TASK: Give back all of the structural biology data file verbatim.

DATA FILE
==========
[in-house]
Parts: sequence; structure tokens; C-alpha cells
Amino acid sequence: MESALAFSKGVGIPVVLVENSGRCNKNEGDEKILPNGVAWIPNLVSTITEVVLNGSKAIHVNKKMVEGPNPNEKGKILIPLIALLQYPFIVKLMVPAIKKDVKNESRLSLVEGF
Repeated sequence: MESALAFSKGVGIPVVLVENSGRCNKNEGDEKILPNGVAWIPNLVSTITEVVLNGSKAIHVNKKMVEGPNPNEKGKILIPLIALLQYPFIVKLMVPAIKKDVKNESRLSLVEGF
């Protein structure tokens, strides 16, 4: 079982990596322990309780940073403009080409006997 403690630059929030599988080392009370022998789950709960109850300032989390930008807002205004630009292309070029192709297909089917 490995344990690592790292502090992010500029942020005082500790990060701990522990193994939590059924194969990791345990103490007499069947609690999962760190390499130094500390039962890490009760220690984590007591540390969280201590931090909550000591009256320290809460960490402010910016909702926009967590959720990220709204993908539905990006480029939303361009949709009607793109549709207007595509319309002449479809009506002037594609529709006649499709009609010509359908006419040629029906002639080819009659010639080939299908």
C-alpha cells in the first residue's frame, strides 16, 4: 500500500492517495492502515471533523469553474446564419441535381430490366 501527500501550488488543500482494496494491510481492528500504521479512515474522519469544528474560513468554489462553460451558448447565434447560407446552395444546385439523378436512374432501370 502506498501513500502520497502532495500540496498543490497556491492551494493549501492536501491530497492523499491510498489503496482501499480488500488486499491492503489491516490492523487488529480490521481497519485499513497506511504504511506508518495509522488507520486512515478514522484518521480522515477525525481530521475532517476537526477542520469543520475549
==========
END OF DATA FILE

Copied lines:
[in-house]
Parts: sequence; structure tokens; C-alpha cells
Amino acid sequence: MESALAFSKGVGIPVVLVENSGRCNKNEGDEKILPNGVAWIPNLVSTITEVVLNGSKAIHVNKKMVEGPNPNEKGKILIPLIALLQYPFIVKLMVPAIKKDVKNESRLSLVEGF
Repeated sequence: MESALAFSKGVGIPVVLVENSGRCNKNEGDEKILPNGVAWIPNLVSTITEVVLNGSKAIHVNKKMVEGPNPNEKGKILIPLIALLQYPFIVKLMVPAIKKDVKNESRLSLVEGF
């Protein structure tokens, strides 16, 4: 079982990596322990309780940073403009080409006997 403690630059929030599988080392009370022998789950709960109850300032989390930008807002205004630009292309070029192709297909089917 490995344990690592790292502090992010500029942020005082500790990060701990522990193994939590059924194969990791345990103490007499069947609690999962760190390499130094500390039962890490009760220690984590007591540390969280201590931090909550000591009256320290809460960490402010910016909702926009967590959720990220709204993908539905990006480029939303361009949709009607793109549709207007595509319309002449479809009506002037594609529709006649499709009609010509359908006419040629029906002639080819009659010639080939299908």
C-alpha cells in the first residue's frame, strides 16, 4: 500500500492517495492502515471533523469553474446564419441535381430490366 501527500501550488488543500482494496494491510481492528500504521479512515474522519469544528474560513468554489462553460451558448447565434447560407446552395444546385439523378436512374432501370 502506498501513500502520497502532495500540496498543490497556491492551494493549501492536501491530497492523499491510498489503496482501499480488500488486499491492503489491516490492523487488529480490521481497519485499513497506511504504511506508518495509522488507520486512515478514522484518521480522515477525525481530521475532517476537526477542520469543520475549